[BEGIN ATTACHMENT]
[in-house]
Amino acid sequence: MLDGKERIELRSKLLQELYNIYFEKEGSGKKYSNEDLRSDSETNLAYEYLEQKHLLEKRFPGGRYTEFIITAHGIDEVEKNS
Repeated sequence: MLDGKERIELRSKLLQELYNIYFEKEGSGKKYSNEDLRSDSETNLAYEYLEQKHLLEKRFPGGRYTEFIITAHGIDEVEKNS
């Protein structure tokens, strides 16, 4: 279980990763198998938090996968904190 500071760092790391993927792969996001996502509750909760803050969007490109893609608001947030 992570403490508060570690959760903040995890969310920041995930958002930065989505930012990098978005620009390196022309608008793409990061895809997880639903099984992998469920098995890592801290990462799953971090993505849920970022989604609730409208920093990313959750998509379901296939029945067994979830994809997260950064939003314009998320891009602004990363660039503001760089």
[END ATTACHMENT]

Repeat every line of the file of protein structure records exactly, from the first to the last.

[in-house]
Amino acid sequence: MLDGKERIELRSKLLQELYNIYFEKEGSGKKYSNEDLRSDSETNLAYEYLEQKHLLEKRFPGGRYTEFIITAHGIDEVEKNS
Repeated sequence: MLDGKERIELRSKLLQELYNIYFEKEGSGKKYSNEDLRSDSETNLAYEYLEQKHLLEKRFPGGRYTEFIITAHGIDEVEKNS
């Protein structure tokens, strides 16, 4: 279980990763198998938090996968904190 500071760092790391993927792969996001996502509750909760803050969007490109893609608001947030 992570403490508060570690959760903040995890969310920041995930958002930065989505930012990098978005620009390196022309608008793409990061895809997880639903099984992998469920098995890592801290990462799953971090993505849920970022989604609730409208920093990313959750998509379901296939029945067994979830994809997260950064939003314009998320891009602004990363660039503001760089």